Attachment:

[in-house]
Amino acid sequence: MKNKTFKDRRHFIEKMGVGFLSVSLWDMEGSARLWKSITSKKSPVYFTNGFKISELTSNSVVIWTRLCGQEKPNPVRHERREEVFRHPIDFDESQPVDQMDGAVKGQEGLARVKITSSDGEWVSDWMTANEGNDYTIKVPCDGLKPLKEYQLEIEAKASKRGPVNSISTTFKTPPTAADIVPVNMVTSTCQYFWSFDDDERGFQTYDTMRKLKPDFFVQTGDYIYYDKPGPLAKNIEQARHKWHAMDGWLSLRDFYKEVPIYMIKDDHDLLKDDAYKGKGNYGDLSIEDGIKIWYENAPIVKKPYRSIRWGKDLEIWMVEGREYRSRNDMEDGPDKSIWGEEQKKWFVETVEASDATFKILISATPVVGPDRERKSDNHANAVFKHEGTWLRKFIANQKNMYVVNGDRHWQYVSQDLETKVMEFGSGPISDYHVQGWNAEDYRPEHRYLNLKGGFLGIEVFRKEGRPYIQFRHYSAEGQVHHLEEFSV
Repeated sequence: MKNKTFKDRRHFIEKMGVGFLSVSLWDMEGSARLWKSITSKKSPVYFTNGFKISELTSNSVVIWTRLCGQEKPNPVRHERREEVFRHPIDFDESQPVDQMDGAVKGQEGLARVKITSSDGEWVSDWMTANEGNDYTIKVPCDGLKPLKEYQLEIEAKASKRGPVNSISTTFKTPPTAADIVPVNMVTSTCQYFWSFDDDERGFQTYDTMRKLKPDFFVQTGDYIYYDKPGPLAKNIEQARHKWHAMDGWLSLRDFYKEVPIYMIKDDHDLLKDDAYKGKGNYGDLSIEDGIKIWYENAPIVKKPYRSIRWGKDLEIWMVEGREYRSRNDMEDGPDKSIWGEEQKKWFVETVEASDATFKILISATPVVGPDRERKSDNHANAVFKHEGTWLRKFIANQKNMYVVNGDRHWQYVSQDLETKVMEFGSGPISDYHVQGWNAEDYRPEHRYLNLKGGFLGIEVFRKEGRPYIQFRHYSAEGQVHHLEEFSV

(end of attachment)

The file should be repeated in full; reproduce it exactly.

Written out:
[in-house]
Amino acid sequence: MKNKTFKDRRHFIEKMGVGFLSVSLWDMEGSARLWKSITSKKSPVYFTNGFKISELTSNSVVIWTRLCGQEKPNPVRHERREEVFRHPIDFDESQPVDQMDGAVKGQEGLARVKITSSDGEWVSDWMTANEGNDYTIKVPCDGLKPLKEYQLEIEAKASKRGPVNSISTTFKTPPTAADIVPVNMVTSTCQYFWSFDDDERGFQTYDTMRKLKPDFFVQTGDYIYYDKPGPLAKNIEQARHKWHAMDGWLSLRDFYKEVPIYMIKDDHDLLKDDAYKGKGNYGDLSIEDGIKIWYENAPIVKKPYRSIRWGKDLEIWMVEGREYRSRNDMEDGPDKSIWGEEQKKWFVETVEASDATFKILISATPVVGPDRERKSDNHANAVFKHEGTWLRKFIANQKNMYVVNGDRHWQYVSQDLETKVMEFGSGPISDYHVQGWNAEDYRPEHRYLNLKGGFLGIEVFRKEGRPYIQFRHYSAEGQVHHLEEFSV
Repeated sequence: MKNKTFKDRRHFIEKMGVGFLSVSLWDMEGSARLWKSITSKKSPVYFTNGFKISELTSNSVVIWTRLCGQEKPNPVRHERREEVFRHPIDFDESQPVDQMDGAVKGQEGLARVKITSSDGEWVSDWMTANEGNDYTIKVPCDGLKPLKEYQLEIEAKASKRGPVNSISTTFKTPPTAADIVPVNMVTSTCQYFWSFDDDERGFQTYDTMRKLKPDFFVQTGDYIYYDKPGPLAKNIEQARHKWHAMDGWLSLRDFYKEVPIYMIKDDHDLLKDDAYKGKGNYGDLSIEDGIKIWYENAPIVKKPYRSIRWGKDLEIWMVEGREYRSRNDMEDGPDKSIWGEEQKKWFVETVEASDATFKILISATPVVGPDRERKSDNHANAVFKHEGTWLRKFIANQKNMYVVNGDRHWQYVSQDLETKVMEFGSGPISDYHVQGWNAEDYRPEHRYLNLKGGFLGIEVFRKEGRPYIQFRHYSAEGQVHHLEEFSV